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1929 Crash | Economic slump | Bennett in Power | The Ottawa Conference | Praire Drought | Relief | The Regina Riot | Alberta & Bible Bill | Statue of Westminister | Woodsworth & CCF | The Union Nationale | Relief Camps | Bennett's Conversion | King's Return | European Unrest | Royal Visit

When the depression began in 1929/30 the economic meltdown that took place was beyond the control of provincial governments. Strong, coordinated, mutual actions were needed from the U.S., Canada and several European nations which did not happen. This result was that within the next 4 to 6 years, most incumbent governments were thrown out of office as soon as an election was held.

Quebec was no different from the other provinces in that it suffered high unemployment, general economic decline, loss of faith but much of the electorate in the government and capitalism as it was then perceived and a desire to see action by the government to help the people. Quebec was different in who it blamed for the crisis and what they rallied to as far as a politic message was.

Maurice Duplessis had belonged to the Conservatives but blaming the English business community that controlled much of Quebec's commerce, decided to form a new party which would fight for the rights of the French Canadian majority in the province. His party, the Union Nationale, used issues such as the conscription crisis of the 1st world war, the seemingly uncaring attitude of the English business men about the people, the desire of the French Canadian population to run their own affairs and the principles of family values as represented and propagated by the Quebec Roman Catholic church.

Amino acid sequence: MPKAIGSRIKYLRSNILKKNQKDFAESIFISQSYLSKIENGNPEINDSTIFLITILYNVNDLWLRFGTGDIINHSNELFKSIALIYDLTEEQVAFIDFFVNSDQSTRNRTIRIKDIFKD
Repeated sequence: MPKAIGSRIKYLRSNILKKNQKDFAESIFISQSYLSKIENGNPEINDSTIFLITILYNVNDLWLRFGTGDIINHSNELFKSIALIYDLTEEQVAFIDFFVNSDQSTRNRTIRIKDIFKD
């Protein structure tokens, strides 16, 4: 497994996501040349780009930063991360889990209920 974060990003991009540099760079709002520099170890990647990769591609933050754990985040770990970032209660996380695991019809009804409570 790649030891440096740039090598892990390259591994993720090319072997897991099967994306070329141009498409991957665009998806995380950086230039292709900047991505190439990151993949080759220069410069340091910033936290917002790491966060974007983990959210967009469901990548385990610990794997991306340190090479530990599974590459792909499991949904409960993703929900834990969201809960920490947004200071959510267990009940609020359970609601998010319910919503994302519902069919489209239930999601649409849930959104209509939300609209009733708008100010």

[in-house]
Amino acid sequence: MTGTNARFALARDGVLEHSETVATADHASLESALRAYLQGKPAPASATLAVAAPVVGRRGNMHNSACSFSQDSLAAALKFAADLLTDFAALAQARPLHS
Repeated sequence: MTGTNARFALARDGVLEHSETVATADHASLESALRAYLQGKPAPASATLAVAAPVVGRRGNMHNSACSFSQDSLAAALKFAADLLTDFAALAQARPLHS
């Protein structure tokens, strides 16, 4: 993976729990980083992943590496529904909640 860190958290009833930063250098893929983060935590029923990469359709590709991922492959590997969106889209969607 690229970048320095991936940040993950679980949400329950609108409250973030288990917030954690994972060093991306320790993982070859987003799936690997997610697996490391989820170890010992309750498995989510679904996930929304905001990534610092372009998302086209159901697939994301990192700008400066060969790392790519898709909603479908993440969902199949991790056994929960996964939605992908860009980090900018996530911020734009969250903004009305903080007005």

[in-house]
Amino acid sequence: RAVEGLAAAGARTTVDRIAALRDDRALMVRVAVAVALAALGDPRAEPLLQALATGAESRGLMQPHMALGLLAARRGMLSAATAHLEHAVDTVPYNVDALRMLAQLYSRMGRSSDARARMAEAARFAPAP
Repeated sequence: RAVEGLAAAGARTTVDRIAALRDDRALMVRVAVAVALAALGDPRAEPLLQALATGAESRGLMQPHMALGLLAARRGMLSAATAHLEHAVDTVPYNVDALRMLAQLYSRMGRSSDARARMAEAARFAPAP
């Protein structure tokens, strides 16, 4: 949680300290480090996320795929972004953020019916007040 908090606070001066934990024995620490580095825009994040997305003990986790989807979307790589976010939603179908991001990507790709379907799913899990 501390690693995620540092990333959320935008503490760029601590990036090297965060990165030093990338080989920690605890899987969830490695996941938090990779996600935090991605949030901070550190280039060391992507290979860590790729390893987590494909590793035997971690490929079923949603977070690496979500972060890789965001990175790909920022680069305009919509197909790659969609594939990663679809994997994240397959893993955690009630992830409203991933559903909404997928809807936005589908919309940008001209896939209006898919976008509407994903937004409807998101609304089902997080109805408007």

In 1936 the Union Nationale won the provincial election and Duplessis became the Premier of the province. The coalition of interests which he had put together and the benefits for the common French Canadian in Quebec, which he seemed to be fight for allowed him to run the province in almost any manner he wished without resorting to any particular political philosophy.

The spread of the Union Nationale outside of Quebec to the other provinces was never a real possibility because many of the factors which made it so strong in Quebec, would make it extremely weak elsewhere. It was a French Canadian nationalist party and Duplessis would go on to rule the province, except for a brief period between 1939 and 1944 when world issues overwhelmed Canada, until his death in 1959.

His most famous action was the Padlock law which allowed the provincial government to shut down and arrest any group or person that it felt was subversive to the good government principles of Quebec. Although it was supposedly aimed at communists, Duplessis used it whenever he wanted to silence opposition or trouble makers for his government.

The Union Nationale  played a key role in the political life of Quebec for over 40 years and when it finally dissolved the nationalistic political forces which had supported it ended up largely switching another new party, the Partis Québécoise under another dynamic leader, Rene Leveque.